There is definitely a lot of truth in it but it takes two to tango! Often blame is one sided. Expectation is always from one side. In western marriage, wives also have to work harder many ways to keep their marriage. I never heard any wives of my Bengali friends praising their husbands and often complaining how other husbands take better care of their wives. How often a Bengali wife makes a special treat for her husband alone or give a hug or kiss in the morning when he leaves for work or comes home tired! I must say that both spouses have to share the blame for lack of romance in our lives. You have to love to be loved! A woman can change a man if she wants to. A happy man will make his woman happy; if nothing else for his own interest.
    The expectation seems to be often one-sided. I have same argument with my wife often. We always look outside and find it greener. As I am getting older, I have learnt to love and appreciate what I have. Try not to balance the equation for every little thing I do. It is me who can change the world around me and sooner I find both of us start appreciating each other.
    It is interesting to find in Mr. Sen’s Story that she admired her Bengali father but came far short when looking at her Bengali husband. There is something to think about for us as Bengali men. May be I work harder as a father than as a husband. The bondage between father and daughter is biological and hence instinctively selfless. As husband and wife we need to make effort to reach each other to love and respect and be little less selfish. It is security in our marriage that is also a reason for both of us being lazy and not making effort to please each other.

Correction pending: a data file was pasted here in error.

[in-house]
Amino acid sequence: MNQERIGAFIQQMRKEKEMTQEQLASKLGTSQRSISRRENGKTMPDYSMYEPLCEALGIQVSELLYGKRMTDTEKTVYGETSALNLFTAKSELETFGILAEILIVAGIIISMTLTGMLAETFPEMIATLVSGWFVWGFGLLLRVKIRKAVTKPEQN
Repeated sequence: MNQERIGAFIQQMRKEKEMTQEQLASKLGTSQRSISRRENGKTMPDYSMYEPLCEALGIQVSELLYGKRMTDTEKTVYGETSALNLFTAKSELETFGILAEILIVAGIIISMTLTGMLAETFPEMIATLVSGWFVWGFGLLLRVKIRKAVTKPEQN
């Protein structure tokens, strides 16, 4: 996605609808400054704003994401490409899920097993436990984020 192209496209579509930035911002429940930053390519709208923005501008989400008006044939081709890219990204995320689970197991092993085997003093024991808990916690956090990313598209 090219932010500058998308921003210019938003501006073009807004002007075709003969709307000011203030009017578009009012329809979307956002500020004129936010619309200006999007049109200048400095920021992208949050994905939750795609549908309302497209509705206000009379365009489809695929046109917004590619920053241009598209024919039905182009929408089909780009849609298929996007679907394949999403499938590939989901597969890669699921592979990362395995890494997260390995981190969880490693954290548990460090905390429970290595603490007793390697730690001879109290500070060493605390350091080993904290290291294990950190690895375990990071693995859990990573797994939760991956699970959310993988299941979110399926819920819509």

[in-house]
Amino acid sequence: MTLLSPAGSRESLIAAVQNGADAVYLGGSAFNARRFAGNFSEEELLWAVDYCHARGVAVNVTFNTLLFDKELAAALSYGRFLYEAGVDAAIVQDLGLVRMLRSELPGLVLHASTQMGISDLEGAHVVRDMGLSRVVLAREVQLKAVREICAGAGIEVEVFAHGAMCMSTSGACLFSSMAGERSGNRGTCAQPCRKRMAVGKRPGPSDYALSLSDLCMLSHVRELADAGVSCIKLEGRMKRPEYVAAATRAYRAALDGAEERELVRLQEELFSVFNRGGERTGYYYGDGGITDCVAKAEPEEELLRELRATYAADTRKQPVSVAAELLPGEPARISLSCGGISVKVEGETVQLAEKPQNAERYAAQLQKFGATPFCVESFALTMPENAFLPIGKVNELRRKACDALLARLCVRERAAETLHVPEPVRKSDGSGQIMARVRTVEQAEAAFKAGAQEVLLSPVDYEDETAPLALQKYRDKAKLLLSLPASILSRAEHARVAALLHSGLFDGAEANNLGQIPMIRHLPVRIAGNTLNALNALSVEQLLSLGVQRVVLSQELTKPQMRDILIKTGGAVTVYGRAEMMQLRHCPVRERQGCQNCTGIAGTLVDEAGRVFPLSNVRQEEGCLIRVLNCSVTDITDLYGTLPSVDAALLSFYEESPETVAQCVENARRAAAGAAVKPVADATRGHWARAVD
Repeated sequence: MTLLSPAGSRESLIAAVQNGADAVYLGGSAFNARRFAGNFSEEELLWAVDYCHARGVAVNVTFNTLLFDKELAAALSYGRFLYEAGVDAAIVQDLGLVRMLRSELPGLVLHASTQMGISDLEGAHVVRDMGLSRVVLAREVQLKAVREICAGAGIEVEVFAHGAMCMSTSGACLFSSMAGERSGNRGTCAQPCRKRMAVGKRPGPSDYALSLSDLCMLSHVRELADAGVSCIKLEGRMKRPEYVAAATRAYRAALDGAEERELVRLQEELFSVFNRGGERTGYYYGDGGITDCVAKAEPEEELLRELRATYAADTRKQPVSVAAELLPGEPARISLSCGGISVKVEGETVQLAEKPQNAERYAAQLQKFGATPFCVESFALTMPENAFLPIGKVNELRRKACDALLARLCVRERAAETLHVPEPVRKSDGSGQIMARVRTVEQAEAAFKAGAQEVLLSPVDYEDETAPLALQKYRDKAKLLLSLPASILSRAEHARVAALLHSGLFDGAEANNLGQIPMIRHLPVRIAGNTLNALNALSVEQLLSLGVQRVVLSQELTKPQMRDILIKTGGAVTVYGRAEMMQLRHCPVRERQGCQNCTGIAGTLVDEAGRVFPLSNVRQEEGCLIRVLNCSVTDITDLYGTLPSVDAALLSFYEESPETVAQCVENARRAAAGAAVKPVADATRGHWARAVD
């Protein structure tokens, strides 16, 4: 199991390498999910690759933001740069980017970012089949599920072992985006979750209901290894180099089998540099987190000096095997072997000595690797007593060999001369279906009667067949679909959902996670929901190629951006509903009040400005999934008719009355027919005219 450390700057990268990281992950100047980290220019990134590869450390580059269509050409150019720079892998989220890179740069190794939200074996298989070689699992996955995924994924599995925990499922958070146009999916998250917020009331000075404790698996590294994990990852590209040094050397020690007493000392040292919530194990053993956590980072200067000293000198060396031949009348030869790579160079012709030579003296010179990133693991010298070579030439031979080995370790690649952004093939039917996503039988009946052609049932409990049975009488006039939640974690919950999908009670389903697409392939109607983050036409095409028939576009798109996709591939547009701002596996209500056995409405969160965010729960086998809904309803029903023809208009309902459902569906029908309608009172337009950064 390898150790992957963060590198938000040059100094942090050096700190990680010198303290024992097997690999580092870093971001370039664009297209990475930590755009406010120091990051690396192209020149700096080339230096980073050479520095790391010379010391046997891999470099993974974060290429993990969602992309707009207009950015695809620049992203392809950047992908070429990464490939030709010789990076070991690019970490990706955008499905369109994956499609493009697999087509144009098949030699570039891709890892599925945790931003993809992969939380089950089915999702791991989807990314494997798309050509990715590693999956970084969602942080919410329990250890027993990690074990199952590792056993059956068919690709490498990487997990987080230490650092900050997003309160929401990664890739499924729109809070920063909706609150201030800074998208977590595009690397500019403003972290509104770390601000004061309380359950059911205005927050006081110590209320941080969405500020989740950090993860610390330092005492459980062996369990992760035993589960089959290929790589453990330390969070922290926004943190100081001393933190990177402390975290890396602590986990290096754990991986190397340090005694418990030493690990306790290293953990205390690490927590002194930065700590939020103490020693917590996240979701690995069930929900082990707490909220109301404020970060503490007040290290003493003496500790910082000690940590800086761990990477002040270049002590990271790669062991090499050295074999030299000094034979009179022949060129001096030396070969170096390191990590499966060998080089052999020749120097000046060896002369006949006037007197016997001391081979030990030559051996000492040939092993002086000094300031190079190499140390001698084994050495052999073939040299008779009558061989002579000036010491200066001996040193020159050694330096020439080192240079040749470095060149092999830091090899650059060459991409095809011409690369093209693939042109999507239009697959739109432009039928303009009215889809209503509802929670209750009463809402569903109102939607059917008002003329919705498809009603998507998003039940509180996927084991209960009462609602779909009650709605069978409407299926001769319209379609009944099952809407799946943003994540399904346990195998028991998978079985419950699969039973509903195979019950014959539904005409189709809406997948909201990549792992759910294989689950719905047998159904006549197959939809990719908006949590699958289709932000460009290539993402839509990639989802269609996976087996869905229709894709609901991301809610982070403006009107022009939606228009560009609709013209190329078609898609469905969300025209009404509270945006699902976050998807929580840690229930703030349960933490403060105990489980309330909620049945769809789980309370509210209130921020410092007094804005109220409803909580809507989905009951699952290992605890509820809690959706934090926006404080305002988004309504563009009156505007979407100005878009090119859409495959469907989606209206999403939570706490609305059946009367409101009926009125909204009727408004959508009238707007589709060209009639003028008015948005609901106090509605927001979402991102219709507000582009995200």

As next generation of our children grow up, they will learn best and worst of both cultures and be a better lover and a responsible parent, boy or a girl . The playing field would then be leveled.

    • Neither I am an immigrant nor I want to settle outside India; I just land up this page accidentally and feel interested to add something. I was neither a typical Kolkatan. I was born in a remote village; studied in Kolkata and traveled Chennai, Delhi and now settled in Bangalore. What I feel the relationship between husband and wife is divine; because there is no biological linkage between two human beings though they become a single soul to create a new human being. It is not about Bengali or white americans; it’s the way how you look this relationship. For me it’s divine. I have a pure rural background as opposed to my wife’s fully convent educated urban lifestyle. But I never stick to so called conservative lifestyle; may be my learnings in Ramakrishna Mission,NDP was a reason. Whatsoever, initially we also fought a lot, quarrel but never ever disrespect each other. We know it’s static; the love we have for each other is eternal. I was married for just over 3 years; very novice. The most interesting thing we both do not required any friends to socialize; we both can enjoy each other companion without bothering outside social life.

      Only thing I can say is if you look beyond what you used to see, your life will be always beautiful irrespective you have indian husband or white/black american or european.